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science grade 7 unit 9 Dispersion of light

Notes Science class 7 Unit 9 Dispersion of Light

Dispersion of light


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Let us start with notes on Science. 

1.     What happens, when light travels from a glass into the air at an angle?

Ans: When light passes from a glass into the air, it bends away from the normal. The angle of incidence is greater than the angle of refraction.

2.     What is the refractive index?

Ans: Refractive index is the ratio of the speed of light in a vacuum to its speed in the medium.

Refractive index of the medium = speed of light in a vacuum/speed in the medium.

3.     How can you calculate the refractive index of water?

Ans:

Refractive index of the water  =  speed of light in vacuum/speed ÷ in the water

4.     What happens when the primary colours of light are mixed in equal proportions?

Ans: When we mix the primary colours in equal proportion we get white light.

5.     Why do we see the colours of different objects?

Ans: We see the colours of different objects because the colour of an object is the colour of light it reflects.

6.    Define critical angle.

Ans: The angle of incidence for which the angle of refraction is 90  is called the critical angle.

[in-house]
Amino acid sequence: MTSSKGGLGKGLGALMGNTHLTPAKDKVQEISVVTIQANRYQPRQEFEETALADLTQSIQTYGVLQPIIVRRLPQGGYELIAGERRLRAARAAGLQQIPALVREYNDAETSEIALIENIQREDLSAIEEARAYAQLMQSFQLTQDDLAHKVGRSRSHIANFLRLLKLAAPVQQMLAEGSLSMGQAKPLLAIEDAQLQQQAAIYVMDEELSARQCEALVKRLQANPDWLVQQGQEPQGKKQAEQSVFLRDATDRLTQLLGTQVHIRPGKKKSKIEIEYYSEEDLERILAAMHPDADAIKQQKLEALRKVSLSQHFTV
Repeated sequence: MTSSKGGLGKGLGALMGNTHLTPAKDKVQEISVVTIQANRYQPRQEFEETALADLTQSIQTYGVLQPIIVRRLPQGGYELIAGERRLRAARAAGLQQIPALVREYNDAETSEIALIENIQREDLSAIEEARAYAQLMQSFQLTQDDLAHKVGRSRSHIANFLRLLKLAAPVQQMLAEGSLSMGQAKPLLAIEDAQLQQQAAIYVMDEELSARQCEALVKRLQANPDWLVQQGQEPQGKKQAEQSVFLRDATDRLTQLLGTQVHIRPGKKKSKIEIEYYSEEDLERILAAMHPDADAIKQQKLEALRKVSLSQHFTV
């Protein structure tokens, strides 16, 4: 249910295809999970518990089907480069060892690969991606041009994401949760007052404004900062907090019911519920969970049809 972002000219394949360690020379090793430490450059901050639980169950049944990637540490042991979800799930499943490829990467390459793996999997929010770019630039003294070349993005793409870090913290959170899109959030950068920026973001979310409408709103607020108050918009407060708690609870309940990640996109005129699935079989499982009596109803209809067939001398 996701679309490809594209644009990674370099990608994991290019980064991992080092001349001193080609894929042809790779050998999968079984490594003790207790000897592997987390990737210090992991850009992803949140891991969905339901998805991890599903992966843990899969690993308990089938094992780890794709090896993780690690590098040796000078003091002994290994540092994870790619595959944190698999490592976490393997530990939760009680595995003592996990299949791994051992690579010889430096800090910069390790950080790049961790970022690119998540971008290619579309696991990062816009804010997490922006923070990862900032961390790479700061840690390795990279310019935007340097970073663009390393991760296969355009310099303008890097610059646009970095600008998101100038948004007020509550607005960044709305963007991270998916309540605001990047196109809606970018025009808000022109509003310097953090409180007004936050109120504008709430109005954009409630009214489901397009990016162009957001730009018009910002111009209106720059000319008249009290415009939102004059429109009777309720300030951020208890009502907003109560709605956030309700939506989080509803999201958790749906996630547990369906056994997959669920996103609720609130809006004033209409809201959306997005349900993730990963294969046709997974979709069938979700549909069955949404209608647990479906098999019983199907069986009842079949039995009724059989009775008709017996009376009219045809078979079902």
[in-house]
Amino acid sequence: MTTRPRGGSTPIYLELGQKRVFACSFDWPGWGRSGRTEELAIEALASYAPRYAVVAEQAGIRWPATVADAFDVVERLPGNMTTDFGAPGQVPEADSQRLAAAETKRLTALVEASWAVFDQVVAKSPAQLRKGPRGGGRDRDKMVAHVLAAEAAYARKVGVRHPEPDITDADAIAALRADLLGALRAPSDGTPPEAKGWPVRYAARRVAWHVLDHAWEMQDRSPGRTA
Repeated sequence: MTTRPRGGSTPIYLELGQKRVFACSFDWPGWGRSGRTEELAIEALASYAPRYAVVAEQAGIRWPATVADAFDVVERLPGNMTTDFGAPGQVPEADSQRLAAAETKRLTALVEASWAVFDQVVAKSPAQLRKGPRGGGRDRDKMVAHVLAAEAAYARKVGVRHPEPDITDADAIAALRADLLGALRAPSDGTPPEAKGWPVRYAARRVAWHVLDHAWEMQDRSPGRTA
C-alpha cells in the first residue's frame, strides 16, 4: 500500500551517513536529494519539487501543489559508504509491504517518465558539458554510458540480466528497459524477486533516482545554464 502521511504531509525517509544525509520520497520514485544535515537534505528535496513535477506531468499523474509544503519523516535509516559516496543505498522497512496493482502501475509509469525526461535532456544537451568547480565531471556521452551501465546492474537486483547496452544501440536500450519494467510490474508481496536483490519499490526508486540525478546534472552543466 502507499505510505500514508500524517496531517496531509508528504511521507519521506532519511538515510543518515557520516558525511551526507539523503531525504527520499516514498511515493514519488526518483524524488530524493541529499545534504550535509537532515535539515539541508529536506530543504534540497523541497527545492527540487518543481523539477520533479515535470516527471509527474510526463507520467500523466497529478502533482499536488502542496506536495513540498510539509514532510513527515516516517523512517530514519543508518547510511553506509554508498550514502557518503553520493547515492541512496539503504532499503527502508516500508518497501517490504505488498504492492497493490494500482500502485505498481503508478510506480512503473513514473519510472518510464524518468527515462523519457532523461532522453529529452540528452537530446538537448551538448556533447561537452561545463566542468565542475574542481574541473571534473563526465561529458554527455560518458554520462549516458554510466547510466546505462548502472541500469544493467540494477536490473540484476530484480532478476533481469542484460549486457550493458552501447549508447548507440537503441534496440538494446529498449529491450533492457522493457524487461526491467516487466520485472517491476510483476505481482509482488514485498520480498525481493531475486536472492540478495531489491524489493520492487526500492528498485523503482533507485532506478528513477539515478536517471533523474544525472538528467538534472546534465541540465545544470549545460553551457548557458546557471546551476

7.     State the laws of refraction.

Ans: There are two laws of refraction.

  1.              The incident ray, the refracted ray and the normal at the point of incidence, all lie in the same plane.
  2.             The ratio of the speed of light in a vacuum to its speed in another medium is always constant.

8.     Why a pencil in a glass of water looks broken at the waterline?

Ans: A pencil in a glass of water looks broken at the waterline because of the refraction of light.

9.     Define angle of incidence.

Ans: The angle between the normal and the incident ray is called the angle of incidence. It is denoted by “ ’’.

10.            What is the angle of refraction?

Ans: The angle between the normal and the refracted ray is called the angle of refraction. It is denoted by “r”.

11.            Define critical angle.

Ans: The angle of incidence for which the angle of refraction is 90 is called the critical angle.

12.            Why do the clear swimming pools look shallower than their actual depth?

Ans: The clear swimming pools look shallower than their actual depth because of the refraction of light.

13.            Define the spectrum of light.

Ans: Bypassing through the prism white light split into seven colours. The band of seven colours is called the spectrum of light.

14.            What is a dispersion of light?

Ans: The splitting of white light into its component colours is called dispersion of light.

15.            Explain the rainbow.

Ans: A rainbow is a natural demonstration of refraction, dispersion and total internal reflection of light.

16.            Which colours are present in a rainbow?